"I tell you the truth: today you will be with me in paradise."
- Luke 23:43
Several years ago during Lent, the UPS driver dropped the customary oversized envelope at my front door.
The packets arrive often, always late in the day, always soliciting another round of commentary the publisher will add to one of their music magazines under the heading "Performance Notes." Teaching by proxy, I call it - this fun, diversionary task I began for the Lorenz Publishing Corp. about seven or eight years ago.
Included in the latest packet was the usual, cheery note from the music editor, followed by his trademark "smiley face" and friendly signature, "Terry." What was not in the envelope, and what I wouldn't know until later: Terry Kirkland had died in a fire early that morning, hours before I received his note.
Suddenly, the second "word" Jesus spoke from the cross had new meaning.
Jesus didn't die alone. When the Roman soldiers hoisted his beaten body onto a rough-hewn cross, he joined two other death-penalty cases scheduled for execution the same day: two guilty robbers and one innocent Son of God, humiliated together before a jeering crowd.
They positioned Jesus on the higher, middle cross, not to indicate his superiority - in their minds anyway - but perhaps to highlight his superior "crimes." God, however, may have positioned him in the center so, in a private moment, he could turn to one of his coincidental companions and offer him new life to replace the one he was about to lose.
We know the story: one thief attacking his accusers and deriding the so-called "Son of God" because, "If you are the Christ, then save yourself and us, too"; and the other, calmer thief wondering about this "King of the Jews," or whatever strange name he went by.
But we may not remember that, at first, the second thief railed against Jesus, too: "And the robbers" - plural - "that were crucified with him also heaped insults upon him" (Matthew 27:44).
It's not unusual for a man who has lived his life by few rules to fall in step with an unruly crowd. In life, neither thief had given Jesus' claims a second thought. In death, though he knew his punishment fit his crime, human instinct intervened and this thief, too, wanted down from his cross.
We wonder what changed his mind. Why didn't he join the other thief and keep up the insults, too? Considering his physical agony, how did he have the presence of mind to think of anything else?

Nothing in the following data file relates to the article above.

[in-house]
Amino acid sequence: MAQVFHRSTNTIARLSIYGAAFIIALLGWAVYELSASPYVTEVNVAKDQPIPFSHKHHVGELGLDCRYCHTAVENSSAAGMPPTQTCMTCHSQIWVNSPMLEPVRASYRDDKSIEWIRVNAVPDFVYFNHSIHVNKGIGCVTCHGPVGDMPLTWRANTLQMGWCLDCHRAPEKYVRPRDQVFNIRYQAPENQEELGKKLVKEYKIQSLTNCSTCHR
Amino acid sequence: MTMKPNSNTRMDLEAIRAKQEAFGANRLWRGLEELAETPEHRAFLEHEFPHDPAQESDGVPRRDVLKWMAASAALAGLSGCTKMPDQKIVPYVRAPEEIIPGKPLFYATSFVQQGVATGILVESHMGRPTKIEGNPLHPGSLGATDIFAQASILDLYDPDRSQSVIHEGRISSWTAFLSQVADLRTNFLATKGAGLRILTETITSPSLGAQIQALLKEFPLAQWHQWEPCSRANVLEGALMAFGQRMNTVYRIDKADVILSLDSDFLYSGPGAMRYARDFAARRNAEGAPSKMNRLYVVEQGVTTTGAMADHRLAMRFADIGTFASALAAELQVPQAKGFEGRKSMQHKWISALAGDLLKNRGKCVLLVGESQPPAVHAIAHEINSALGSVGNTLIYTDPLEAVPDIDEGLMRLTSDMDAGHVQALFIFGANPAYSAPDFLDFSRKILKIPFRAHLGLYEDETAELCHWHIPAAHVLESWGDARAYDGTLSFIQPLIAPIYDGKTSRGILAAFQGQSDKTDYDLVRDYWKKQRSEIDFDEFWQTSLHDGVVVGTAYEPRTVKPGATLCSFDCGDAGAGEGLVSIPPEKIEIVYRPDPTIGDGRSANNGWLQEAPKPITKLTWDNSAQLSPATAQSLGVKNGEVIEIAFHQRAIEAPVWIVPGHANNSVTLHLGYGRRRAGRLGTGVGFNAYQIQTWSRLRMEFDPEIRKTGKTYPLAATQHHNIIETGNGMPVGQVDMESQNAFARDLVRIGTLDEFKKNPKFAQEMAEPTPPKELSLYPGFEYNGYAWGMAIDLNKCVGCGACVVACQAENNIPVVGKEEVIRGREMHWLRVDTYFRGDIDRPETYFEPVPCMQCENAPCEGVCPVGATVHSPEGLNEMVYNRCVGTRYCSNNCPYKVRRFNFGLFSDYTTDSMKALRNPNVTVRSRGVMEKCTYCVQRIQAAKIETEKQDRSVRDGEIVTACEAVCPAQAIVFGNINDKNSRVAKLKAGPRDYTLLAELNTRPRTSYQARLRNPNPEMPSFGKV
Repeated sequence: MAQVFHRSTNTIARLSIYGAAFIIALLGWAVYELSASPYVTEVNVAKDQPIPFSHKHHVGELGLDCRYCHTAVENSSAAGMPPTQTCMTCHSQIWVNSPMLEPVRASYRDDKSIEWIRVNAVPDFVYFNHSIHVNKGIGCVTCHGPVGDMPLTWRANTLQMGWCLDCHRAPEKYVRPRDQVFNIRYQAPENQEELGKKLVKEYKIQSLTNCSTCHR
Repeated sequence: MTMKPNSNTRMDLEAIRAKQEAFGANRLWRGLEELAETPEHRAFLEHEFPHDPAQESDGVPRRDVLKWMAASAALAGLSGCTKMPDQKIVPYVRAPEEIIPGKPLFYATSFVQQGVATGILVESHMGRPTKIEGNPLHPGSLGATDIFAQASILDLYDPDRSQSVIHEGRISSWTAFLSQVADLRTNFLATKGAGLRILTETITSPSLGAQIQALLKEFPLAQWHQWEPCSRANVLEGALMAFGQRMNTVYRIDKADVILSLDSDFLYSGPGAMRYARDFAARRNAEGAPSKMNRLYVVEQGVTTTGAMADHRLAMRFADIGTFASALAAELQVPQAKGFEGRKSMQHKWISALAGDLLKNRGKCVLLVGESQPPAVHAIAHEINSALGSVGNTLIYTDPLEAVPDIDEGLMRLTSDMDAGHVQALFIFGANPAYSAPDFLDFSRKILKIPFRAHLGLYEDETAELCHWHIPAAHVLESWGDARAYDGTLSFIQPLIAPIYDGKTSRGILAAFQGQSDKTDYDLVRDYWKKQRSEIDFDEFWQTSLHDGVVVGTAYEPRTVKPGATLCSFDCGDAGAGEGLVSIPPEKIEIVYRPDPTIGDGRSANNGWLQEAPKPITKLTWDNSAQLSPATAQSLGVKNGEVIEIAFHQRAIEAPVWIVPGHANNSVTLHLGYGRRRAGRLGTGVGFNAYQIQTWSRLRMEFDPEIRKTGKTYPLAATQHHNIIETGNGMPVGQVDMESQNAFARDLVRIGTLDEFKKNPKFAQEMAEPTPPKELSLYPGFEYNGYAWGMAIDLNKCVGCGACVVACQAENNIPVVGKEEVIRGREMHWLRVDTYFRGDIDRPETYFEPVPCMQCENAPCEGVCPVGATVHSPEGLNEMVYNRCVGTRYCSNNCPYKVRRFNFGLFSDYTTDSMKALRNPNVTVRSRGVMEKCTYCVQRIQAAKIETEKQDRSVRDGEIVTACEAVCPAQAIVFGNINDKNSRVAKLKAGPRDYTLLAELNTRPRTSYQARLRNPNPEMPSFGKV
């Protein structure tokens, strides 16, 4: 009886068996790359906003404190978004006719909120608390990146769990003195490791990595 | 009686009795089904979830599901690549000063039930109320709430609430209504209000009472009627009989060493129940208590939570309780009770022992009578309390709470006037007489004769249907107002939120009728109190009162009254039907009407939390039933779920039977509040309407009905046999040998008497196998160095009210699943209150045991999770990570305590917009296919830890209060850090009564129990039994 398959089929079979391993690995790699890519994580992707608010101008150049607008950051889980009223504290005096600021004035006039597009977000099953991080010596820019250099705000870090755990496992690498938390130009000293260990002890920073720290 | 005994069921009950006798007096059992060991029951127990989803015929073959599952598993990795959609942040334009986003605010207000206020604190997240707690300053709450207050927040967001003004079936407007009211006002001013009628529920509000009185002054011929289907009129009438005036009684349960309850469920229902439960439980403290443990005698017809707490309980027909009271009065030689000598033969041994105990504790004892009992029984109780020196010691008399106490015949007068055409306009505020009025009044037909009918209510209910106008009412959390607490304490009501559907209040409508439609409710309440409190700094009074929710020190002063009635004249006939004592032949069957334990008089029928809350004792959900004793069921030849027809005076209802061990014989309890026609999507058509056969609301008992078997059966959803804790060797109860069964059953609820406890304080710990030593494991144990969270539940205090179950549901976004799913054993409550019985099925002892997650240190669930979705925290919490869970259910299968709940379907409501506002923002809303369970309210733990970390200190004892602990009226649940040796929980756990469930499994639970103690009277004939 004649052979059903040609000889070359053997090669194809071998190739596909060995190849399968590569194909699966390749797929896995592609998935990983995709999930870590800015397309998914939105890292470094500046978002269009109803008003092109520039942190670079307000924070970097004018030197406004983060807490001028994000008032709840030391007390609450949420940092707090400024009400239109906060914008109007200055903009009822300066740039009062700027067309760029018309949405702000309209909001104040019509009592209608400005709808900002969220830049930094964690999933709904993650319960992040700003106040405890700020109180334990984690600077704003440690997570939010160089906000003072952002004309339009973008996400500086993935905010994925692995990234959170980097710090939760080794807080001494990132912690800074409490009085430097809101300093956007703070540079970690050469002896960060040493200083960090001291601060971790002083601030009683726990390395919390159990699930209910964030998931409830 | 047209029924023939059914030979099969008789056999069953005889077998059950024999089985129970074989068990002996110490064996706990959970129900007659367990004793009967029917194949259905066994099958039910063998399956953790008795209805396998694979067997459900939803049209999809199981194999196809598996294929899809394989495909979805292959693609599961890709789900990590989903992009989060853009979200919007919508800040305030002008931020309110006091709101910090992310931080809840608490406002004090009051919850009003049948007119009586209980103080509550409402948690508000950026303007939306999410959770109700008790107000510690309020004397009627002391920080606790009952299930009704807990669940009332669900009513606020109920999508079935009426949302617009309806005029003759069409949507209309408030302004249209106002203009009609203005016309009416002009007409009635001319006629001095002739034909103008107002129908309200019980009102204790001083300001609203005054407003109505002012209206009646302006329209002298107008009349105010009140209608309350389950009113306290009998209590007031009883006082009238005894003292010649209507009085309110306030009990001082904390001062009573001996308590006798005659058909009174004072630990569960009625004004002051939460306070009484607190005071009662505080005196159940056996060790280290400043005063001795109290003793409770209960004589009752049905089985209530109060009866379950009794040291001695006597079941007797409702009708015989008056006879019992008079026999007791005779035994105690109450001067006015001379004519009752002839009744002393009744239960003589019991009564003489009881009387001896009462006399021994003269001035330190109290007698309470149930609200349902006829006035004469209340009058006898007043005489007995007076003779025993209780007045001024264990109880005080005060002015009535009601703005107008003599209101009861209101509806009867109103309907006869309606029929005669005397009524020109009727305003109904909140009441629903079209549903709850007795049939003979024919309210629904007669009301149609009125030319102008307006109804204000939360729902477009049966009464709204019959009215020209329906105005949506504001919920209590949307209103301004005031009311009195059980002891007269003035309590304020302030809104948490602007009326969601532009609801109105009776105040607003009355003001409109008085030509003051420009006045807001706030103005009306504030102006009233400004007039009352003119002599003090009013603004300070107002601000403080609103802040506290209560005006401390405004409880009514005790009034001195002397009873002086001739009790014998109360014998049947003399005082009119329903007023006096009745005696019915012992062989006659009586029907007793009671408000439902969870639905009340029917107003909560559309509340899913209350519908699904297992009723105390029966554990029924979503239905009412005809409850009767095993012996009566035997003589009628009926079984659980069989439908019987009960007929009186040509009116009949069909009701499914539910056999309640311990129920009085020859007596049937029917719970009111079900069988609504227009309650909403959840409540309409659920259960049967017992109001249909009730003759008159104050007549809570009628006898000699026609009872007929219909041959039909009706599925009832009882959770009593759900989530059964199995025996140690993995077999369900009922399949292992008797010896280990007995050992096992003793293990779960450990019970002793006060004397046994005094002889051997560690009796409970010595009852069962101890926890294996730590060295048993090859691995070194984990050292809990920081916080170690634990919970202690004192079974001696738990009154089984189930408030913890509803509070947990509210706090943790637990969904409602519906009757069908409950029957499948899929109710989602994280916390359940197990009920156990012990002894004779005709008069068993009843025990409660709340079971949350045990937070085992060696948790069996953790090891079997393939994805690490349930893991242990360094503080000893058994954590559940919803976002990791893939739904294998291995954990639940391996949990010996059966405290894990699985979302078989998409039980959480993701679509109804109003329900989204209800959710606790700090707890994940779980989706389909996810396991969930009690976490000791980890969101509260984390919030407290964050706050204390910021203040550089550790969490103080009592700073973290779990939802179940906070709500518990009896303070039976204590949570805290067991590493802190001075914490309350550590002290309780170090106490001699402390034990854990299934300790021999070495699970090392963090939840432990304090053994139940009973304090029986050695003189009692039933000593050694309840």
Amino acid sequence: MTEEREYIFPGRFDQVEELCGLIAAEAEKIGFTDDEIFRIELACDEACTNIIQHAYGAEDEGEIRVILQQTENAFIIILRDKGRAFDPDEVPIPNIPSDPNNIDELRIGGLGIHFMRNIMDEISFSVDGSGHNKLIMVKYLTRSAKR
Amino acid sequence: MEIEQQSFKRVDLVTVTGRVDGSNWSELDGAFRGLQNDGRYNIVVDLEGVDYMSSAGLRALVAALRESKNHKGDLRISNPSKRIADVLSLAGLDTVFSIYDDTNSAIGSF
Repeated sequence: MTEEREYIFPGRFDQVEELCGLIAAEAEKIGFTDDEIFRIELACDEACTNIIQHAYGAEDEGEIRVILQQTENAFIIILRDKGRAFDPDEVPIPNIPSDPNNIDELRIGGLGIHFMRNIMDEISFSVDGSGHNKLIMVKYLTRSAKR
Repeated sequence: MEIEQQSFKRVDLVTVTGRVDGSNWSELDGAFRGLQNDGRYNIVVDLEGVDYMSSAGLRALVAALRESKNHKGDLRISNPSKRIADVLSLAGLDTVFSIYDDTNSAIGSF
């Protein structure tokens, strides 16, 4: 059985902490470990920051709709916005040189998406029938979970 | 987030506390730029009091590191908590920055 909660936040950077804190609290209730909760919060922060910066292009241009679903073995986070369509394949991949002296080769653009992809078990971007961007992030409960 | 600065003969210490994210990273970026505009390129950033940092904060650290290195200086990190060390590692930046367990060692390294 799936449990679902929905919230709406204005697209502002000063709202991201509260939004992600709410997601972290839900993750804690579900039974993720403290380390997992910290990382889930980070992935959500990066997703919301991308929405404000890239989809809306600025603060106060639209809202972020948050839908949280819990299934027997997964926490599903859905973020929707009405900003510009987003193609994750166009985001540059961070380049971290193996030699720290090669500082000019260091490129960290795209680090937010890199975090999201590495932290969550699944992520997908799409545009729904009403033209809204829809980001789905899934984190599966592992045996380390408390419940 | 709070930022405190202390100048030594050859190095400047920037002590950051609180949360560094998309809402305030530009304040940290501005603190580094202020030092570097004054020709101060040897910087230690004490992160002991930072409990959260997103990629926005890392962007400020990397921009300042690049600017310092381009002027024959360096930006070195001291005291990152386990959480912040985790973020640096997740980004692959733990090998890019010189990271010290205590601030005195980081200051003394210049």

Judea was a small country where robbers and teachers both moved frequently from place to place. Quite possibly the paths of this thief and teacher had crossed before, perhaps often.
"I am the way...," "Come unto me...," "I have come to save, to forgive...," the thief must have heard. Could this soft-spoken, unarmed man with no band of thugs at his side be the same man? "Why," he may have asked, "is he so different from me?"
We can only imagine the man's thoughts, but we can be certain of the result of his changed heart. The simple, last words of a dying man, "Jesus, remember me when you come into your kingdom," received a profound reply: "Today you will be with me in paradise" (Luke 23:42-43).
The thief might never have heard the words "salvation" or "heaven," but he would have understood "paradise." Originating in Persia, paradise meant "a walled garden." When a Persian king wished to honor one of his subjects he would invite him into his private garden. Greater still, he would walk there with him.
We may know Jesus was offering this man salvation and eternal life, but the thief knew, wherever that garden paradise might be, he had received the high and honored place of companion to a king.
Whatever the dying thief understood his encounter with Jesus to mean, the primary message of the second word from the cross is this: We can never be too guilty for Jesus to forgive our sins and, short of death, it is never too late to ask him to do so.
Barbara Seaborn is a local freelance writer. E-mail comments to seabara at aol.com.
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